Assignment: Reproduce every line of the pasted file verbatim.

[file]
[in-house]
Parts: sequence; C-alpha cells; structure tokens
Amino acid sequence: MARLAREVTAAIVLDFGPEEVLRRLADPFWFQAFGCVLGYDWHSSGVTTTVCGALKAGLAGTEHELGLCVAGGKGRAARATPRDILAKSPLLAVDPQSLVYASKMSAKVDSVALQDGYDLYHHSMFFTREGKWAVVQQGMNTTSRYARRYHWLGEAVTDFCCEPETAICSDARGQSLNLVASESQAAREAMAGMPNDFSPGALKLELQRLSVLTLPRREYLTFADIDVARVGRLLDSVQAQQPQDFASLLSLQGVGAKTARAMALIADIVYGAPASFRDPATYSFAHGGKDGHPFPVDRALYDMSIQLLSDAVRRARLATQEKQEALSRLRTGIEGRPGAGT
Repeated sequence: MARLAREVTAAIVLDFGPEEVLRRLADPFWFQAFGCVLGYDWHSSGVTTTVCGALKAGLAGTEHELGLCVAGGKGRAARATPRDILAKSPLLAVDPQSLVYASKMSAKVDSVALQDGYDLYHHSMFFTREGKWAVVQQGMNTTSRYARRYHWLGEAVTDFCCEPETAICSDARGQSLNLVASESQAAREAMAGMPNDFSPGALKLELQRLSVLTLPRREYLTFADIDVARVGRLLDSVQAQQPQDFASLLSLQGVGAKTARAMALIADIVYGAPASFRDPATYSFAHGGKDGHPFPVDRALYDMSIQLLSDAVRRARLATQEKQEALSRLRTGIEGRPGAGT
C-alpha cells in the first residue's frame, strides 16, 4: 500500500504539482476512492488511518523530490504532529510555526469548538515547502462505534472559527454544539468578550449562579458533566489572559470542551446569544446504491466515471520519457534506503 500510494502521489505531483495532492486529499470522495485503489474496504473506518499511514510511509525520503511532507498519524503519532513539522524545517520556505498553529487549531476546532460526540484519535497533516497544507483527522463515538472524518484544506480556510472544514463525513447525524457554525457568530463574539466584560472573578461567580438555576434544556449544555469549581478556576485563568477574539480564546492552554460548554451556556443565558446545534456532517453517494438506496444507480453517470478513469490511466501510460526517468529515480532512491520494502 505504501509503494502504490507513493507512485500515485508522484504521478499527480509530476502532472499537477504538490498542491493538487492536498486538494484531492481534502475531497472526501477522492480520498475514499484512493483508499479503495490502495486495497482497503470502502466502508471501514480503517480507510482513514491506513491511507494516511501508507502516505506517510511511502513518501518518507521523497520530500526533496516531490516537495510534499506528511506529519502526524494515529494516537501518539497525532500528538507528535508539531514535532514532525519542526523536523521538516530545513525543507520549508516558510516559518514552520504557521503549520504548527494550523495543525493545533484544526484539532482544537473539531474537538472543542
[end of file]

[in-house]
Parts: sequence; C-alpha cells; structure tokens
Amino acid sequence: MARLAREVTAAIVLDFGPEEVLRRLADPFWFQAFGCVLGYDWHSSGVTTTVCGALKAGLAGTEHELGLCVAGGKGRAARATPRDILAKSPLLAVDPQSLVYASKMSAKVDSVALQDGYDLYHHSMFFTREGKWAVVQQGMNTTSRYARRYHWLGEAVTDFCCEPETAICSDARGQSLNLVASESQAAREAMAGMPNDFSPGALKLELQRLSVLTLPRREYLTFADIDVARVGRLLDSVQAQQPQDFASLLSLQGVGAKTARAMALIADIVYGAPASFRDPATYSFAHGGKDGHPFPVDRALYDMSIQLLSDAVRRARLATQEKQEALSRLRTGIEGRPGAGT
Repeated sequence: MARLAREVTAAIVLDFGPEEVLRRLADPFWFQAFGCVLGYDWHSSGVTTTVCGALKAGLAGTEHELGLCVAGGKGRAARATPRDILAKSPLLAVDPQSLVYASKMSAKVDSVALQDGYDLYHHSMFFTREGKWAVVQQGMNTTSRYARRYHWLGEAVTDFCCEPETAICSDARGQSLNLVASESQAAREAMAGMPNDFSPGALKLELQRLSVLTLPRREYLTFADIDVARVGRLLDSVQAQQPQDFASLLSLQGVGAKTARAMALIADIVYGAPASFRDPATYSFAHGGKDGHPFPVDRALYDMSIQLLSDAVRRARLATQEKQEALSRLRTGIEGRPGAGT
C-alpha cells in the first residue's frame, strides 16, 4: 500500500504539482476512492488511518523530490504532529510555526469548538515547502462505534472559527454544539468578550449562579458533566489572559470542551446569544446504491466515471520519457534506503 500510494502521489505531483495532492486529499470522495485503489474496504473506518499511514510511509525520503511532507498519524503519532513539522524545517520556505498553529487549531476546532460526540484519535497533516497544507483527522463515538472524518484544506480556510472544514463525513447525524457554525457568530463574539466584560472573578461567580438555576434544556449544555469549581478556576485563568477574539480564546492552554460548554451556556443565558446545534456532517453517494438506496444507480453517470478513469490511466501510460526517468529515480532512491520494502 505504501509503494502504490507513493507512485500515485508522484504521478499527480509530476502532472499537477504538490498542491493538487492536498486538494484531492481534502475531497472526501477522492480520498475514499484512493483508499479503495490502495486495497482497503470502502466502508471501514480503517480507510482513514491506513491511507494516511501508507502516505506517510511511502513518501518518507521523497520530500526533496516531490516537495510534499506528511506529519502526524494515529494516537501518539497525532500528538507528535508539531514535532514532525519542526523536523521538516530545513525543507520549508516558510516559518514552520504557521503549520504548527494550523495543525493545533484544526484539532482544537473539531474537538472543542